Florida parents are up in arms over school boards not enforcing play time at recess each and every day.
Last week, parents in Lake County took to the streets, holding signs that read “Recess, don’t ‘Let it go!'” outside elementary schools in hopes of convincing the district to require 30 minutes of recess time for all elementary students.
Leesburg, Florida dad Scott Larson tells Yahoo Parenting his fourth-grade son, “has never had recess before” and gripes that school leadership believes one thing only: “More classroom time equals better academic performance.”
The state Department of Education does not require recess for Florida students. However, school boards can set district policy on the subject, and principals make the final ruling on the matter for the majority of the state.
Parents throughout the state are upset that their children are not receiving this additional 30 minutes of unorganized physical activity in addition to their physical education class time. Many are beginning letter-writing campaigns and online petitions.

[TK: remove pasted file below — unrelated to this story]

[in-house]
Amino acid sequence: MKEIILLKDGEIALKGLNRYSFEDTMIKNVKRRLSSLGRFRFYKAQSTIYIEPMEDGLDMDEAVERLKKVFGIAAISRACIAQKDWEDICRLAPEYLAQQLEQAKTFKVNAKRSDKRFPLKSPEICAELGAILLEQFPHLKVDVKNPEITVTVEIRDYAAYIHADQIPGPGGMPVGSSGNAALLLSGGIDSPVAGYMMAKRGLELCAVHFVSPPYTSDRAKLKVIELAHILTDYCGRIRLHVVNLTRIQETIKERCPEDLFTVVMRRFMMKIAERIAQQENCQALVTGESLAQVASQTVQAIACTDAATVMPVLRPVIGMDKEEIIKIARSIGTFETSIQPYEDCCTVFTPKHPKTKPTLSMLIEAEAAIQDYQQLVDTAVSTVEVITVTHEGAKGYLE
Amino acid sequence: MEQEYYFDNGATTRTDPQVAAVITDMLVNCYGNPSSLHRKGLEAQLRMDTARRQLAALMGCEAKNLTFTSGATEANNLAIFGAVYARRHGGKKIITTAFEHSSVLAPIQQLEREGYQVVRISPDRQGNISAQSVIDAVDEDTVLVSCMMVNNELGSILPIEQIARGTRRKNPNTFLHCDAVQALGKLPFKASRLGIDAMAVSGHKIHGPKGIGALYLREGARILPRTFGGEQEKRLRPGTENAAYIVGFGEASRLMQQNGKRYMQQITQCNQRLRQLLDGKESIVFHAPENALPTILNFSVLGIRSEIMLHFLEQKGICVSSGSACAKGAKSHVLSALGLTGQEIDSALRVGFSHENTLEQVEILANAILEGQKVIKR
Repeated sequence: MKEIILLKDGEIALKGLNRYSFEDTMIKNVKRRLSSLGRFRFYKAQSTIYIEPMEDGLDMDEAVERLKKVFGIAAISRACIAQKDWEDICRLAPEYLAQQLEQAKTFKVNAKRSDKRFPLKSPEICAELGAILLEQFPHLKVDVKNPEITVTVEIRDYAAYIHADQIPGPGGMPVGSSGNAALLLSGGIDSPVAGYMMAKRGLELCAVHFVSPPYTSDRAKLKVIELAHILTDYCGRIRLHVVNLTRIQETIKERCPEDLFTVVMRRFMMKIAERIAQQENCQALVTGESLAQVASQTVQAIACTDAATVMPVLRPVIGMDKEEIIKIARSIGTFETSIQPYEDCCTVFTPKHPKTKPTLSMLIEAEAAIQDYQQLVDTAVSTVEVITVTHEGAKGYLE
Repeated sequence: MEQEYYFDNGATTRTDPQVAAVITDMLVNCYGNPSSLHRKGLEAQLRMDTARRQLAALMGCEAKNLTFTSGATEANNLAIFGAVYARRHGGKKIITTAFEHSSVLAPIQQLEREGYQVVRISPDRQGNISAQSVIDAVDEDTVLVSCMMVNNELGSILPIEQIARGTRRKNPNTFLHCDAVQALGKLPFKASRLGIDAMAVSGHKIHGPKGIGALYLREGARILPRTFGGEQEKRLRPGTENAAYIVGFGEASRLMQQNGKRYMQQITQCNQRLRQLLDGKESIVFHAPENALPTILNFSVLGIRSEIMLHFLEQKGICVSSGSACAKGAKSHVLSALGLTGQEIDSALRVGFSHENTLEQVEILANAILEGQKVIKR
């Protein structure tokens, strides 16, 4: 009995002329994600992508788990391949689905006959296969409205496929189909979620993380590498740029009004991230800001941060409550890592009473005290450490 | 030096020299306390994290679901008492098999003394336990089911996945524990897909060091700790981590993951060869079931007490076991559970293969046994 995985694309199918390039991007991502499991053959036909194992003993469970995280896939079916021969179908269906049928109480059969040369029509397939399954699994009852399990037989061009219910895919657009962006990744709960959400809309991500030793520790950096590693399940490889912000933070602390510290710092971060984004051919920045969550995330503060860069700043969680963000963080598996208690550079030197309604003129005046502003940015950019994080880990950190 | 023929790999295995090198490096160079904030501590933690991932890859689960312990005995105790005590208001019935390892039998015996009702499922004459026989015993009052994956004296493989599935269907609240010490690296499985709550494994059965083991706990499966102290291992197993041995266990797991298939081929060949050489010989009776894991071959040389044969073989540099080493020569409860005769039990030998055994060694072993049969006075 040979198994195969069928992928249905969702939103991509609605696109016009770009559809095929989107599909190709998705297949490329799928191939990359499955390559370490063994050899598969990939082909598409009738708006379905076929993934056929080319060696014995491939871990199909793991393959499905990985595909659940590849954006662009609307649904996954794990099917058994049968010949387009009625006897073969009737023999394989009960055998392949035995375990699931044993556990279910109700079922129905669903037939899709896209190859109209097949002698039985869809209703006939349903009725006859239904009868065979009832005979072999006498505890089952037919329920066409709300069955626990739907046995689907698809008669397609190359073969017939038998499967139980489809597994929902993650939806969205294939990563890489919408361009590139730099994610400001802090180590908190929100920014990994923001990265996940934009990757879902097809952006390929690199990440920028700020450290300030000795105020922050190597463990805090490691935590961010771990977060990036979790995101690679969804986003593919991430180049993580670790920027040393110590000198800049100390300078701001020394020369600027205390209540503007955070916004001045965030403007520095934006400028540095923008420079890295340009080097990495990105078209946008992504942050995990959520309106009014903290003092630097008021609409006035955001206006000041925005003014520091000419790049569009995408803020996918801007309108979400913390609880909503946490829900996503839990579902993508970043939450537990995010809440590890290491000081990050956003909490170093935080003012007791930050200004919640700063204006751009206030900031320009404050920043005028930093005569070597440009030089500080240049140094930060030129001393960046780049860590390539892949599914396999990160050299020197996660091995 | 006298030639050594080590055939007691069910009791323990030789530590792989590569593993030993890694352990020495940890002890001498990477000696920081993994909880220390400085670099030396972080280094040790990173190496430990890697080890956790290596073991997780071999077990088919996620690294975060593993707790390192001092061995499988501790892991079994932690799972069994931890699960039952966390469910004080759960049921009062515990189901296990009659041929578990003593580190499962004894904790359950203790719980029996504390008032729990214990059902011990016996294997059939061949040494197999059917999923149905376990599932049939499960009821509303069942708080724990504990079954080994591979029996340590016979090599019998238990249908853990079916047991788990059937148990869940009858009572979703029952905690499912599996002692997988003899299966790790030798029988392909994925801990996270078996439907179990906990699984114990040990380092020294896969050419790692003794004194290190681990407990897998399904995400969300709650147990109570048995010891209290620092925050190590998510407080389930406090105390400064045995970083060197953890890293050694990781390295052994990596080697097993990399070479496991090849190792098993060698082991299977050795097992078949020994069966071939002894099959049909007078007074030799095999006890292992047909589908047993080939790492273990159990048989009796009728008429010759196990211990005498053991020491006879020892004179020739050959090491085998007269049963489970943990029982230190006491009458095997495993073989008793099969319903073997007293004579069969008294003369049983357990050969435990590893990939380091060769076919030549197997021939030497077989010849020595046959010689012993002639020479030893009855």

“I would like more direction from the school board to give principals the leeway to have more recess,” Tara Laine Phillips-Hoffman, a Claremont, Florida mom, of twin 10-year-old boys, tells Yahoo Parenting. “There’s so much required by the state and county as far as academics that unfortunately, even if they do believe in recess, the individual school leaders don’t feel the liberty to pursue it.” Hoffman’s fifth-grade boys get recess only once or twice a week for about 15 minutes.
One online petition started by two Orlando mothers, asking for just 20 minutes of recess each day, has gained 921 signatures so far. Another was started by a father in mid-July, gaining over 600 signatures by August. According to the father, there are multiple benefits to that recess time for students, and the American Academy of Pediatrics agrees. “Recess represents an essential, planned respite from rigorous cognitive tasks,” reads its January 2013 policy statement in the journal Pediatrics. “It affords a time to rest, play, imagine, think, move and socialize.”
Studies have proven the benefits of recess time, including helping children to learn. That recess time “makes kids more attentive and more productive in the classroom,” according to the statements by the AAP. An additional study performed in 2009 found children who received at least 15 minutes of recess time performed better on classwork than those who did not.
“Recess is unique from, and a complement to, physical education — not a substitute for it,”rules the AAP. In short, the organization declares, “Recess is a crucial and necessary component of a child’s development.”